Demonetisation anniversary: A political thriller turns two; for a struggling economy, its costs have far outweighed the gains
Two years ago, on this day, Modi launched demonetisation with three core objectives to begin with--terminating black money in cash, killing fake currency and putting an end to cash-based corruption.
Not even in their wildest imaginations, Indians would have given a serious thought that more than three-fourth of the currency in the system would vanish overnight--till the evening of 8 November 2016. Even for economists, this wasn’t a likely possibility in the economy. No one thought that any political leadership serious about its future prospects would go for a such a high-risk gamble. But Narendra Modi found a big political opportunity here and presented note ban as the biggest attack on India’s parallel economy ever. India had demonetised notes in the past too, but that was a minuscule compared to what Modi had in mind.
Two years ago, on this day, Modi launched demonetisation with three core objectives to begin with--terminating black money in cash, killing fake currency and putting an end to cash-based corruption. The objectives were noble and welcome in an economy where a parallel economy was thriving. The operation itself was unheard of in such a huge scale in any comparable economy. About 86 percent of the cash in circulation vanished in one go when Rs 500, Rs 1,000 notes were declared invalid. Till date, there is no hard evidence that demonetisation achieved any of the three initially stated objectives in the desired manner. On the other hand, the costs the economy had to pay were huge.
The list of objectives was expanded in the subsequent months after the launch of note ban. From the initial three, the goal was later shifted to digitisation of the economy, which was announced by Modi in one his Mann ki baat programmes. Subsequently, the whole banking system and government machinery was pressed into action to create a 'cashless' or 'less cash' economy. Since then, digital transactions have picked up particularly through channels like Unified Payments Interface (UPI). This was a notable shift in a cash-dominated economy. Surely, cash in circulation dipped in the subsequent months. But cash returned with a vengeance in the period after.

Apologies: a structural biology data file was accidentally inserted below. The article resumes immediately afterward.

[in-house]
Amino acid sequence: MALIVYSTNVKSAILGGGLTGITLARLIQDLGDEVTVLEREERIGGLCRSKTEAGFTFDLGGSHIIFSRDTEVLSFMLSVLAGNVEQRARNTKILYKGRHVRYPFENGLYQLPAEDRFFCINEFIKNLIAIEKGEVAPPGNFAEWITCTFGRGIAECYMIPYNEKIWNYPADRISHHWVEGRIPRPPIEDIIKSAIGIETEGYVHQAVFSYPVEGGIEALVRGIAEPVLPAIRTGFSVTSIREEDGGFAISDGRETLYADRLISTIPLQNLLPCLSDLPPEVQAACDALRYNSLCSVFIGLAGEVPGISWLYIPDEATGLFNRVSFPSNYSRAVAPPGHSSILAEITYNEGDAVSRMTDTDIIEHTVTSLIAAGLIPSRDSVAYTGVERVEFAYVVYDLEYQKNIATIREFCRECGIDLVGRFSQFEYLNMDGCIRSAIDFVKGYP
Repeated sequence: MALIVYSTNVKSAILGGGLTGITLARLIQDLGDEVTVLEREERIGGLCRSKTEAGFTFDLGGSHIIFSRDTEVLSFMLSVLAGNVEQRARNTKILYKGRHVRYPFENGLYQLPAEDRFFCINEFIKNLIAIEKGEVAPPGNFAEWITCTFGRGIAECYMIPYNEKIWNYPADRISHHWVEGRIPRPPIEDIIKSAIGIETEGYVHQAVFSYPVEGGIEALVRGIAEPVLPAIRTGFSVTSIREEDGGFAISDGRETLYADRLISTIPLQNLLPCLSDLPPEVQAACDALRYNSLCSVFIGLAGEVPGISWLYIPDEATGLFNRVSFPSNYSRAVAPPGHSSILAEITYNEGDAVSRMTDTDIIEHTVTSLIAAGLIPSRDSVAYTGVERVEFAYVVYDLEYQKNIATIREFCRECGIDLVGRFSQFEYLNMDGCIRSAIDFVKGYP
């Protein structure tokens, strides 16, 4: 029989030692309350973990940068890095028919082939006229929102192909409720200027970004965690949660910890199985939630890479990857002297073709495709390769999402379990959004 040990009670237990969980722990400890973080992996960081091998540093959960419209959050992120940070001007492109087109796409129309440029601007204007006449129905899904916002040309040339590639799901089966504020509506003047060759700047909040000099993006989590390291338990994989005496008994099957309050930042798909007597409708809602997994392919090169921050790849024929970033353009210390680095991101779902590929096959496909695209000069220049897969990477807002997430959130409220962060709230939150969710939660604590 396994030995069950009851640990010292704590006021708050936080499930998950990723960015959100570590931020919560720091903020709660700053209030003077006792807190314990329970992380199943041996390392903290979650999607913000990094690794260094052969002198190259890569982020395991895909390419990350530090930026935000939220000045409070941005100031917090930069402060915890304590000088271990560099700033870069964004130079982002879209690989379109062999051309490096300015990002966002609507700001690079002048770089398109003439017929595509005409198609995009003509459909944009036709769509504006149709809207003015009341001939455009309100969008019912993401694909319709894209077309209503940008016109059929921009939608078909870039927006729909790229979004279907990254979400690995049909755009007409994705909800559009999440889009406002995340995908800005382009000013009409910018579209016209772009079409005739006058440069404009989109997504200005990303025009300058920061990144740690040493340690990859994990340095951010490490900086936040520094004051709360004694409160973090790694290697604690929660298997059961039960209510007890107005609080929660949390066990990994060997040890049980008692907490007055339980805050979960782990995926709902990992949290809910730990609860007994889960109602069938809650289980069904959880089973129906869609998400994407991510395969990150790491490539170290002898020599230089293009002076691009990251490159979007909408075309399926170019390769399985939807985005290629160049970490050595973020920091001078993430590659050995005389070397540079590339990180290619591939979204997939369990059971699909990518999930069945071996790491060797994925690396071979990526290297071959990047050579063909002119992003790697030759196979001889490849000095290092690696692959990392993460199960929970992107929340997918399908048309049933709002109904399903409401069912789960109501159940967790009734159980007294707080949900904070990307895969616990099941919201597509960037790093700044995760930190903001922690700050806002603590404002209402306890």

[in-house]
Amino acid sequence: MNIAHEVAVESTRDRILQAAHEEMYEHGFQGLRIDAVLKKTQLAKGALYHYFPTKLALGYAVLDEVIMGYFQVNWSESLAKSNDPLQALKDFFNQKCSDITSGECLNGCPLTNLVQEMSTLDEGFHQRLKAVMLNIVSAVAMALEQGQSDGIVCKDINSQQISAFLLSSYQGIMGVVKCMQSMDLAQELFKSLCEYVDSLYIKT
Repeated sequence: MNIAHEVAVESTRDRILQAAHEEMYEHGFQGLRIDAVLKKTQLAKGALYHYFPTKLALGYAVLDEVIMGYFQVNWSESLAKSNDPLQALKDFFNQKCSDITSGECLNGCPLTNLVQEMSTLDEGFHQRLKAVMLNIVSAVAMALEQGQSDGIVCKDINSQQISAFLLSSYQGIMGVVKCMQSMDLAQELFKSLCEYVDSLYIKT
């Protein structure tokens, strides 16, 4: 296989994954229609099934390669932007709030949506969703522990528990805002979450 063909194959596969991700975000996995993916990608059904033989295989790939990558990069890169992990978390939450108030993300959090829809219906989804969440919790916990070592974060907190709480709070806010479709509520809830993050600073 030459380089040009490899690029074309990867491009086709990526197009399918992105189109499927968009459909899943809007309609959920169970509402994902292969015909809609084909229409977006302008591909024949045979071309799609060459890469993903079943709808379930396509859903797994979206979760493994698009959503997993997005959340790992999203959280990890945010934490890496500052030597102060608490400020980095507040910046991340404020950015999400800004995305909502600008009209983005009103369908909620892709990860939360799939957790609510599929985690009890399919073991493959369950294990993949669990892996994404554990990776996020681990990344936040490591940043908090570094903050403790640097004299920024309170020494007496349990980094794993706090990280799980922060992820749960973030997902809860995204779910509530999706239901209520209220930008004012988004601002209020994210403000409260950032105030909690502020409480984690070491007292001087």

The Reserve Bank of India (RBI) data shows that the currency in circulation spiked to Rs 19.6 lakh crore as on 26 October 2018, registering a growth of 9.5 percent from two years ago and compared with Rs 17.9 lakh crore on 4 November 2016, the week before the note ban. Further, ATM withdrawals too have picked up. This further tells us that cash is clearly back and is unlikely to go off the scene in India that is dominated by an informal economy and a cash-intensive labour force. 'Less cash economy' remains a dream despite a massive one-off shock treatment on cash.
What suffered worst during the attack on cash was the cash-intensive industries and small and medium enterprises (SME), and micro, small and medium enterprises (MSMEs). When cash significantly disappeared from the system for a good three to four months, supply chains took a major hit and labour force was cut down in many small firms. Things began improving when cash returned to the system but many failed to survive. Reports emerged of several micro-units shutting shop which inevitably meant job losses and, in turn, demand slowdown.